Why the BBC/Sky deal is bad for F1

By on Friday, July 29, 2011

So, it’s finally happened. After various stories for months, Formula One coverage in the United Kingdom is going behind a paywall and will be available on Sky between 2012 and 2018. Sure, you can still watch half of the races on the BBC, but that is a compromise that many fans are unhappy with. 20 races, not 10, make up a World Championship and you don’t watch half of a football match or 2 sets of a tennis match, do you?

Barbara Slater, director of BBC Sport, says: "We are absolutely delighted that F1 will remain on the BBC.”However, obviously not delighted enough to keep all 20 races.

"The sport has never been more popular with TV audiences at a 10-year high and the BBC has always stated its commitment to the big national sporting moments. With this new deal not only have we delivered significant savings but we have also ensured that through our live and extended highlights coverage all the action continues to be available to licence-fee payers."

Her comments are full of hypocrisy. If F1 is so popular, then why cut it? And if the BBC is so concerned about significant savings, then are they really cutting the right programmes? They’ve recently announced than an X-Factor style talent show will be launched to rival ITV, costing in the region of £20m. The move to Salford is thought to be costing in excess of hundreds of millions and has caused unrest amongst several members on long running TV programmes, such as the popular Breakfast. BBC Three, which appears to broadcast endless repeats of sitcoms, costs £117m a year. Therefore, if cost is such an issue, then you can quite easily cut BBC Three’s budget to retain full coverage of Formula One. The BBC pays in the region of £40-45m a season for the Formula One coverage. For this, they broadcast 38 live sessions on BBC One, a further 57 practice sessions on the red button and highlights after every race. That is a lot of coverage for the price, especially as the viewing figures are so high this season. Therefore at an average of £1m/programme, viewing figures of approximately 5 million are strong.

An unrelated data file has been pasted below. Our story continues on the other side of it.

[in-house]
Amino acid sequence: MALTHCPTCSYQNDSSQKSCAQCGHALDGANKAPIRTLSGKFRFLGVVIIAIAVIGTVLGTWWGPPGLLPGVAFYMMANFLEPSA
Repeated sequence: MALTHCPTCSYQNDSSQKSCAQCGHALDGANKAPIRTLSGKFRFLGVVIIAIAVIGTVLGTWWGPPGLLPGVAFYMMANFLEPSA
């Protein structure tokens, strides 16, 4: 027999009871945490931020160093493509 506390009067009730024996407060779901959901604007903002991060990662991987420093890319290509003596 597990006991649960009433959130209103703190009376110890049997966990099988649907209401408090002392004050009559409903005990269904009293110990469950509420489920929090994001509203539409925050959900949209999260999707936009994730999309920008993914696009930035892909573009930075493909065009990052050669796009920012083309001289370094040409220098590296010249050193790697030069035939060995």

Eight F1 teams are based in the UK

The hypocrisy of some teams is also staggering to fans. Previously, FOTA has been against F1 going behind a pay wall. It’s logical to see why. Eight of the twelve teams are based in the United Kingdom: McLaren, Red Bull, Mercedes, Renault, Williams, Virgin Racing, Team Lotus and Force India. They have to keep sponsors happy. For example, Vodafone is one of the most prominent sponsors in Formula One, having been with Ferrari and then McLaren since the turn of the century. Will they be prepared to stump up so much money if only half of the races will be on terrestrial coverage? It’s not just Formula One that becomes affected. People can become motorsport converts, developing an interest in grass roots motorsports and this can boost the industry. Thousands of people are thought to be employed in motorsport in the UK and less interest will result in job losses. It may sound like an extreme theory, but if there’s reduced coverage on the BBC, then interest will surely dwindle. But now, fans need the teams to speak out against this. But on the evidence so far, that isn’t going to be the case. Adam Parr (Williams) has said that "I am sympathetic to them. I understand it is difficult - but English Premier League fans have had that for a while haven't they? It is not a bloke or two blokes with a tennis racket and a pair of plimsolls with zero cost. It is a very, very expensive sport. The best thing we can do for fans, whether they want to come to the races or want to watch it on TV, is to reduce the cost of the sport without spoiling the show." Parr is obviously ill-informed as to the cost of the Tennis industry. Bernie Ecclestone has also changed his tone. In May he said that F1 on Sky would be ‘suicide’, yet now it is ‘super for F1’.